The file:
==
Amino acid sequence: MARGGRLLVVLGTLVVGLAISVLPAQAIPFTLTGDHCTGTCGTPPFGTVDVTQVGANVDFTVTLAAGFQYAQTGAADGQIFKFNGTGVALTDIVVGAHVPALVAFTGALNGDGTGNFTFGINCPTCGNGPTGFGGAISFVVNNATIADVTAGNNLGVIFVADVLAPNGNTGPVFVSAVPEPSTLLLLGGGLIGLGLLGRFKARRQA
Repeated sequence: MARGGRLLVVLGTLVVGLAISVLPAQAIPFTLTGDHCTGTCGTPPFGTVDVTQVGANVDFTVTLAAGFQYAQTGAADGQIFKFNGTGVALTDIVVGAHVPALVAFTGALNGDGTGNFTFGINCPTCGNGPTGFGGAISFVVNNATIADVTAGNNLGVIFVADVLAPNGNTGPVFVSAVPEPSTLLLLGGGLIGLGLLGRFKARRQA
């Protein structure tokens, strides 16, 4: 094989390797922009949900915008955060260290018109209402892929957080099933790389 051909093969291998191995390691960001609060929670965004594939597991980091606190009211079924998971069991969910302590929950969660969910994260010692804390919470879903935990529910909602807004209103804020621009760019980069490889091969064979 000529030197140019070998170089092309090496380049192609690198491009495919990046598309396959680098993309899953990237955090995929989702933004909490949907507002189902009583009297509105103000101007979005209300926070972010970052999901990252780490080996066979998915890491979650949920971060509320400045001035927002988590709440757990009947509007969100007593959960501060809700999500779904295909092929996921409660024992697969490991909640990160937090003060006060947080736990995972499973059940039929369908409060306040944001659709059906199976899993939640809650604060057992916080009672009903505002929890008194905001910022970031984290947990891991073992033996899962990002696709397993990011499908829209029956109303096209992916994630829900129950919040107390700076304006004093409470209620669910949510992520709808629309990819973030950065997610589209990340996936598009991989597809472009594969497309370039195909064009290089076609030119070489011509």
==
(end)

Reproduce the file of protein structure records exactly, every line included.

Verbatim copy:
Amino acid sequence: MARGGRLLVVLGTLVVGLAISVLPAQAIPFTLTGDHCTGTCGTPPFGTVDVTQVGANVDFTVTLAAGFQYAQTGAADGQIFKFNGTGVALTDIVVGAHVPALVAFTGALNGDGTGNFTFGINCPTCGNGPTGFGGAISFVVNNATIADVTAGNNLGVIFVADVLAPNGNTGPVFVSAVPEPSTLLLLGGGLIGLGLLGRFKARRQA
Repeated sequence: MARGGRLLVVLGTLVVGLAISVLPAQAIPFTLTGDHCTGTCGTPPFGTVDVTQVGANVDFTVTLAAGFQYAQTGAADGQIFKFNGTGVALTDIVVGAHVPALVAFTGALNGDGTGNFTFGINCPTCGNGPTGFGGAISFVVNNATIADVTAGNNLGVIFVADVLAPNGNTGPVFVSAVPEPSTLLLLGGGLIGLGLLGRFKARRQA
């Protein structure tokens, strides 16, 4: 094989390797922009949900915008955060260290018109209402892929957080099933790389 051909093969291998191995390691960001609060929670965004594939597991980091606190009211079924998971069991969910302590929950969660969910994260010692804390919470879903935990529910909602807004209103804020621009760019980069490889091969064979 000529030197140019070998170089092309090496380049192609690198491009495919990046598309396959680098993309899953990237955090995929989702933004909490949907507002189902009583009297509105103000101007979005209300926070972010970052999901990252780490080996066979998915890491979650949920971060509320400045001035927002988590709440757990009947509007969100007593959960501060809700999500779904295909092929996921409660024992697969490991909640990160937090003060006060947080736990995972499973059940039929369908409060306040944001659709059906199976899993939640809650604060057992916080009672009903505002929890008194905001910022970031984290947990891991073992033996899962990002696709397993990011499908829209029956109303096209992916994630829900129950919040107390700076304006004093409470209620669910949510992520709808629309990819973030950065997610589209990340996936598009991989597809472009594969497309370039195909064009290089076609030119070489011509």